In addition to the traditional crafts, Shage xiren were better designed, and further employed with more sophisticated skills and various materials. In summary, three moso bamboo sticks were used to hold the body of the figurine. The sticks were initially cut into appropriate size and positioned to support the posture of the figurine. They were then covered by wheat straws and filled with natural cotton to form the well-shaped body. The paper made of mainly coniferous wood pulp was used in producing the paper costumes and dressed onto the body of the figurines. The heads, hands and feet were made with fine local clay mixed with natural fibers to prevent cracking. The heads were further applied with lime to improve surface smoothness and brightness, which was to sever the purpose of coloring. The pigments, including organic and inorganic pigments were used in painting the heads and shoes. Red lead which is a toxic substance was identified as the main constituent of the red pigment. It is also a mothproof agent to ensure the long-time preservation of the figurines. Moreover, red lead mixed with basic lead carbonate was used in painting the skin of the heads. The paper-made decorations, for instance, the belt and the pattern on the dress were both made from bamboo paper. They were either dyed with natural organic dyes or painted with artificial pigment. The textile belts were made from silk. Although the figurines were made of accessible materials, the sophisticated crafts combining sculpturing, paper folding and fine decorating made it a unique type of artefact. Owing to the careful selection and flexible use of the materials, and the accurate grasp of the characters’ personality, the figurines are endowed with vivid expressions and elegant appearances.

These analytical results also provided reliable information for selecting appropriate materials in restoration work. To avoid any unnecessary damage, it is better to perform in situ restoration rather than removing figurines from the showcases. Extra care is required when handling the severely damaged figurines. Moreover, since those organic materials are sensitive to air, moisture, dust and so forth, the contaminations and damages were largely resulted from open exhibition. It is suggested to improve the preservation conditions by placing the showcases of figurines into vitrine and further installing environmental control device to maintain the favorable temperature and humidity.


Being a unique type of paper-made figurines, the precious collections of Shage xiren are the most well preserved artefacts with the highest standard and most exquisite crafts. Unfortunately, due to the frail nature of the materials, some were badly contaminated and damaged. It appeared necessary to carry out appropriate conservation and restoration work to rescue the heritage. However, very few researches have been done to investigate the materials and crafts used in making the figurines which resulted in a lack of reliable evidence. In this research, an analytical approach consists of polarized light microscope, X-ray diffraction, granulometry, Raman spectrum, digital microscopy and Fourier transform infrared spectrum analyses was employed to characterize the materials used in making the figurines. The results provided relevant and reliable information in selecting the applicable materials for restoration. Lastly, suggestions on the preservation of these cultural relics were discussed in this research.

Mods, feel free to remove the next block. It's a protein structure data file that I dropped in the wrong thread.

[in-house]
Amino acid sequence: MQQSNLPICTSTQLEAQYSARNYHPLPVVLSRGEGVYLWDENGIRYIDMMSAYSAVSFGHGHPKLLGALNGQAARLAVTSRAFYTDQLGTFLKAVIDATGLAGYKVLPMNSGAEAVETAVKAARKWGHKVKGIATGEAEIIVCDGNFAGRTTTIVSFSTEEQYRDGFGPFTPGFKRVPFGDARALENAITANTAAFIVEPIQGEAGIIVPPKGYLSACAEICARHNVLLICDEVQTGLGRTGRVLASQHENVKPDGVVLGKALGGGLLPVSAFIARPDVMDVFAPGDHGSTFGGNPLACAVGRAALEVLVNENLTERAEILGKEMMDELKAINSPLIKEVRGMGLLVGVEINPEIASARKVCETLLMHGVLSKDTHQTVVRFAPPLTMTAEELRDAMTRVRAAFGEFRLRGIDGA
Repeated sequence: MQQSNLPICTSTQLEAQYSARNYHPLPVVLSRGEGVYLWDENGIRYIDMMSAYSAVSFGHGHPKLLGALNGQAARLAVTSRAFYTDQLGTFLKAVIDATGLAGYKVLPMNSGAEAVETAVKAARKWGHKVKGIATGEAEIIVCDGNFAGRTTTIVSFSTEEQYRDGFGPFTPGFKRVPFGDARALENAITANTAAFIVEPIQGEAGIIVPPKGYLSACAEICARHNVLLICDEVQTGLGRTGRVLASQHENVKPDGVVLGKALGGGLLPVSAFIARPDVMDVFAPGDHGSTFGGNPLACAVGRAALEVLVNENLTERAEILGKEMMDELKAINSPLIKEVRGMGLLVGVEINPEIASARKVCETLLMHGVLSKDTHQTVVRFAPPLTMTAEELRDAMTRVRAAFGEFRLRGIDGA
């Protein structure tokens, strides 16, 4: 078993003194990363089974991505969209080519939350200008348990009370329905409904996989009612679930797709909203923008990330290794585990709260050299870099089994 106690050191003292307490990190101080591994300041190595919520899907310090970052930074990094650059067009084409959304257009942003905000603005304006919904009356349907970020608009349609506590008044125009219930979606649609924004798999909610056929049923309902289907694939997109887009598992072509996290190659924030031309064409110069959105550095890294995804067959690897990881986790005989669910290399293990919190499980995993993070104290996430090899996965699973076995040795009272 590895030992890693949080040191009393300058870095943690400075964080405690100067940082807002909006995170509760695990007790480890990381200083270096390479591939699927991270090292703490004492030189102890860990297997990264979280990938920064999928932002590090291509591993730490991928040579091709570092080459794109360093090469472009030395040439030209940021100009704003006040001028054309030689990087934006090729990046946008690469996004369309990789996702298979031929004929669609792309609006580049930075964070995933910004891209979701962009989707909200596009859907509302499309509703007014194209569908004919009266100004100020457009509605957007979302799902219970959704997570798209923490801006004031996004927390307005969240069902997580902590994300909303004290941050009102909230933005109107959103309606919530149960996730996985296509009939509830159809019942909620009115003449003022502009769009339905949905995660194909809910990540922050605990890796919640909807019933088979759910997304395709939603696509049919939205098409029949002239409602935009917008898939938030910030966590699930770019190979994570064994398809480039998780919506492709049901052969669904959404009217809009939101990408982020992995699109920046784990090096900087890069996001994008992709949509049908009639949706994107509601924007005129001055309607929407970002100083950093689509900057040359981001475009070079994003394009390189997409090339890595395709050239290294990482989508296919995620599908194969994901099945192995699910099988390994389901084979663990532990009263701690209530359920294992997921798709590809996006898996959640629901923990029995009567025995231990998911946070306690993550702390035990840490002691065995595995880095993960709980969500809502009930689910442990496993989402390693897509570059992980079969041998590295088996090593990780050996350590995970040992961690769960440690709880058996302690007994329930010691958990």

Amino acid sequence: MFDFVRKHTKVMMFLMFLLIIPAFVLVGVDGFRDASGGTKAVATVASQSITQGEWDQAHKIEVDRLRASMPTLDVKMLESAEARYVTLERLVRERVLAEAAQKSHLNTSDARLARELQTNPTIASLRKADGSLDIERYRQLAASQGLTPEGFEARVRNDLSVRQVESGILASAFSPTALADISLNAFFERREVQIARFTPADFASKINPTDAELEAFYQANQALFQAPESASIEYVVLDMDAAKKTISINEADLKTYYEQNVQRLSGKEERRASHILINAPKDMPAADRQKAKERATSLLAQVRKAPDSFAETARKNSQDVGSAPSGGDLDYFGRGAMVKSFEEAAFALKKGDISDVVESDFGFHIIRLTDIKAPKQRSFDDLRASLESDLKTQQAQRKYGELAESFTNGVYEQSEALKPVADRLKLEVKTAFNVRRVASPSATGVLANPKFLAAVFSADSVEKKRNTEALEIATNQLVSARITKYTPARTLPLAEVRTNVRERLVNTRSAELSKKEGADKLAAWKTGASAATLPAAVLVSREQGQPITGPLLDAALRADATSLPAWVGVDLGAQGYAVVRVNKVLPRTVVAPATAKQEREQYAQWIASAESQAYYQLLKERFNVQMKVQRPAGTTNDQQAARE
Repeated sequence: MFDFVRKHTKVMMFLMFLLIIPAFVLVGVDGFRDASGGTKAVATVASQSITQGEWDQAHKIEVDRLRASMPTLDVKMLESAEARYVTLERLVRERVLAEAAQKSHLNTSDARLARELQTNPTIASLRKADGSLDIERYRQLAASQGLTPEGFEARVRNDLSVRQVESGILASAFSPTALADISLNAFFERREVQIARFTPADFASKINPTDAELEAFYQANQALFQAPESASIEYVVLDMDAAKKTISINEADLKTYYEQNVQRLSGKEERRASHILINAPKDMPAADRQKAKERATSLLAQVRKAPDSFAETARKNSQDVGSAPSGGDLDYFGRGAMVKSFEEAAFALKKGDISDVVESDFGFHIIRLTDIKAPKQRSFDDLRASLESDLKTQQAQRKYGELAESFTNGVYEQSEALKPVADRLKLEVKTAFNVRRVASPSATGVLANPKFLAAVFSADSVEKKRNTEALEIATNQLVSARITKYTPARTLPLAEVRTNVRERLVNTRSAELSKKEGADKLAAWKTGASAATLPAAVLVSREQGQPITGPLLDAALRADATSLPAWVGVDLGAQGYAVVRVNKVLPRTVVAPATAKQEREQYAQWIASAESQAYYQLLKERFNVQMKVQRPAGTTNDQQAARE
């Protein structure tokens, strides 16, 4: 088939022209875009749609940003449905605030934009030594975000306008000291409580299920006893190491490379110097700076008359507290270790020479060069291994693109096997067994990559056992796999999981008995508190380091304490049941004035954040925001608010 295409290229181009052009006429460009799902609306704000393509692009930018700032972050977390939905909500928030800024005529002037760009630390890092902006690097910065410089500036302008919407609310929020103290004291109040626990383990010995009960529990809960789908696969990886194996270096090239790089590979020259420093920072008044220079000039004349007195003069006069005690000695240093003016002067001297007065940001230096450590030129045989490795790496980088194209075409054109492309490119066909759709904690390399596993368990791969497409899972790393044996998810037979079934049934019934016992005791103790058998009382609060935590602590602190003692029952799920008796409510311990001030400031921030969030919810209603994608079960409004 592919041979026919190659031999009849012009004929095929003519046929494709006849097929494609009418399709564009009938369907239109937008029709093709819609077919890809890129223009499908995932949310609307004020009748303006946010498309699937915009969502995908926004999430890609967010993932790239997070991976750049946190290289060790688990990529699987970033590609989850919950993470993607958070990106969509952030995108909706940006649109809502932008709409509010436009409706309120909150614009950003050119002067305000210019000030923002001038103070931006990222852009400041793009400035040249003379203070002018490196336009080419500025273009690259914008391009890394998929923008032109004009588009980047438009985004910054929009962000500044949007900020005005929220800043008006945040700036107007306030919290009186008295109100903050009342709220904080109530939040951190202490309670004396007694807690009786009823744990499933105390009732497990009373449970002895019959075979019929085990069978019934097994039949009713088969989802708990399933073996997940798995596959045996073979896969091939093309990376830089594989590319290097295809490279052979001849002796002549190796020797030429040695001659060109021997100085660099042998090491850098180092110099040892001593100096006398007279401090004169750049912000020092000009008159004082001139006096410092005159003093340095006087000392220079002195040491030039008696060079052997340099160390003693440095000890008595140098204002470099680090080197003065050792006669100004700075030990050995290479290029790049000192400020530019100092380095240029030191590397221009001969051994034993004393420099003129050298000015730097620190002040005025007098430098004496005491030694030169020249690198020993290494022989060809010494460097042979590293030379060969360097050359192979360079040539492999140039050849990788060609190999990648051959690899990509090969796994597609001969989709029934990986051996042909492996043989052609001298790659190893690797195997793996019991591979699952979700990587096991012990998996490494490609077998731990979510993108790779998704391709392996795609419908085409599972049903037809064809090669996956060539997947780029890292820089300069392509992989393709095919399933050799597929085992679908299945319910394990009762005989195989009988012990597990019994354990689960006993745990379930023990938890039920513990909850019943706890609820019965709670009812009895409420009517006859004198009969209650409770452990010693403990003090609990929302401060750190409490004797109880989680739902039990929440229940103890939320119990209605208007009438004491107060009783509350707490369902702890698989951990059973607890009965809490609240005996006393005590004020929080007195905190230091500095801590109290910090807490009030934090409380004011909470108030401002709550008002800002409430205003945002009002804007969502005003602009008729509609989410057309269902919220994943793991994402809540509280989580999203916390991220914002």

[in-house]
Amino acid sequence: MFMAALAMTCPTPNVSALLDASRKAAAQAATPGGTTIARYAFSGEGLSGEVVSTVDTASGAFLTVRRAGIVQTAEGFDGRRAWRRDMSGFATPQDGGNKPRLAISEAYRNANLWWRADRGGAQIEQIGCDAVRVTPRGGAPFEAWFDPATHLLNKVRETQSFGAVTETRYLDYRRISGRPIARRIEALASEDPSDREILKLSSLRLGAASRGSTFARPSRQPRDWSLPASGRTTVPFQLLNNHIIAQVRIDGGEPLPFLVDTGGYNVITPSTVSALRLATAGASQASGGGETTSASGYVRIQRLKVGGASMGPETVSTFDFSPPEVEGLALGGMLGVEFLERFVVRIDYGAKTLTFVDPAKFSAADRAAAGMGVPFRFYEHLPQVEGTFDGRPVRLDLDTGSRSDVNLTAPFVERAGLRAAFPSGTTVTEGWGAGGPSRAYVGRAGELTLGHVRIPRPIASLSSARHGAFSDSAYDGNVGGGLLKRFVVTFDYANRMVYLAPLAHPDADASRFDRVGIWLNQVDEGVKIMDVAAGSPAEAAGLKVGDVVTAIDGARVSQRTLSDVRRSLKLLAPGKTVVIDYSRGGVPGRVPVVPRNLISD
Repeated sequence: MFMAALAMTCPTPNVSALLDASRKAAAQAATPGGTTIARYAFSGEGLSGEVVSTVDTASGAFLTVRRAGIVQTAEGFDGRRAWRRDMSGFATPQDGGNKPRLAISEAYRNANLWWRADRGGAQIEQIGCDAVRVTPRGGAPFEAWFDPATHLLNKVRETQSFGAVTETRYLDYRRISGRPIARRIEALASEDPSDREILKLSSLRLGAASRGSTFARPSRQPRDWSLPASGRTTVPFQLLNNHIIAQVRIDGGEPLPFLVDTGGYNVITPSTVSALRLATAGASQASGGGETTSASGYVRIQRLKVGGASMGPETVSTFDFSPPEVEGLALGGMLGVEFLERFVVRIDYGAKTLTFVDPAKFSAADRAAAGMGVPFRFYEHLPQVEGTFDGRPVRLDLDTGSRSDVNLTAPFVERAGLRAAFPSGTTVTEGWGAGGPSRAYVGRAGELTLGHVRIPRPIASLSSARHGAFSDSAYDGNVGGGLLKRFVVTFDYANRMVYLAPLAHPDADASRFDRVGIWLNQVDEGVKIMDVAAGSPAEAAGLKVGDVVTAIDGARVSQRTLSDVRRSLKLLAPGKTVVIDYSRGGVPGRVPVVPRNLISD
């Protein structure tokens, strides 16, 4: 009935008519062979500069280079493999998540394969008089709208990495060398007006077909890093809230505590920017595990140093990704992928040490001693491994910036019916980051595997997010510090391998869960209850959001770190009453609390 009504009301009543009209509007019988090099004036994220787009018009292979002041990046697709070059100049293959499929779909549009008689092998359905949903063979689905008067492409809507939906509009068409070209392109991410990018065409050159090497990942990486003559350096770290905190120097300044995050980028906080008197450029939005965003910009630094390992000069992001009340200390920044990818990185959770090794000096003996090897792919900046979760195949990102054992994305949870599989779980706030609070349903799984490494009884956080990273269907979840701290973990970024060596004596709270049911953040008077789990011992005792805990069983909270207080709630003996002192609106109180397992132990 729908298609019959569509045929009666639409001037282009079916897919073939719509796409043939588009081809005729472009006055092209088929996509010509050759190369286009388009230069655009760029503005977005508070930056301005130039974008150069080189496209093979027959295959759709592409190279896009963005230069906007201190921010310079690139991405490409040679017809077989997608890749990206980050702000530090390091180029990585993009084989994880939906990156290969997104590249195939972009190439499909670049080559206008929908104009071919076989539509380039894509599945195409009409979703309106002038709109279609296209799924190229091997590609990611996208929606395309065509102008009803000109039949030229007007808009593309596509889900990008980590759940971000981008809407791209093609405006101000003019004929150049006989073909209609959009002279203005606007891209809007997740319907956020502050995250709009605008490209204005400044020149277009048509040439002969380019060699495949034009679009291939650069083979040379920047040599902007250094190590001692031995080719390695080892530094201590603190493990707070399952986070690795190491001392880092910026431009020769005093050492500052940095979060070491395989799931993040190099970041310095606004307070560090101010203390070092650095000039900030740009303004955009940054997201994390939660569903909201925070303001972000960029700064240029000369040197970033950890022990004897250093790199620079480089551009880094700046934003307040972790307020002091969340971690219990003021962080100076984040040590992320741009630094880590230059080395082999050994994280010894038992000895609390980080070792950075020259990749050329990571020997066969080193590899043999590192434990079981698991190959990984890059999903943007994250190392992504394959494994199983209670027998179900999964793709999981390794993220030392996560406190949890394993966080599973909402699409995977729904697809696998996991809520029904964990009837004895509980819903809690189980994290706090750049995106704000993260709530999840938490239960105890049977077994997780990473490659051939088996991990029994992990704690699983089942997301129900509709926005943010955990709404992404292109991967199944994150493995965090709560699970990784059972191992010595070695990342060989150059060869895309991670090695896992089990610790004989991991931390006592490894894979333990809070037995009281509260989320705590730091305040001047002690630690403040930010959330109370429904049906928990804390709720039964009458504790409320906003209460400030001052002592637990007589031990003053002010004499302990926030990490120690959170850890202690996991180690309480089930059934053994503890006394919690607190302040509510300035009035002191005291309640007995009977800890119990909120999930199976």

Availability of data and materials

All data generated or analyzed during this study are included in this article.



Polarized light microscope


X-ray diffraction


Attenuated total reflection flourier transformed infrared spectroscopy


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We are thankful to Shanxi Museum and Pingyao Museum for providing the samples. The technical support from Experimentation Center for Physical Science, University of Science and Technology of China is greatly appreciated.


There is no funding supported for this research.

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YG performed the examination, analyzed and interpreted the patient data, and was a major contributor in writing the manuscript. CQ and BZ assisted in performing the experiments. JZ provided the samples. DG supervised the entire research procedures. All authors read and approved the final manuscript.

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Correspondence to Decai Gong.

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Gong, Y., Qiao, C., Zhong, B. et al. Analysis and characterization of materials used in heritage theatrical figurines. Herit Sci 8, 13 (2020).

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  • Theatrical figurines
  • Shage xiren
  • PLM
  • XRD
  • Granulometry
  • Micro-Raman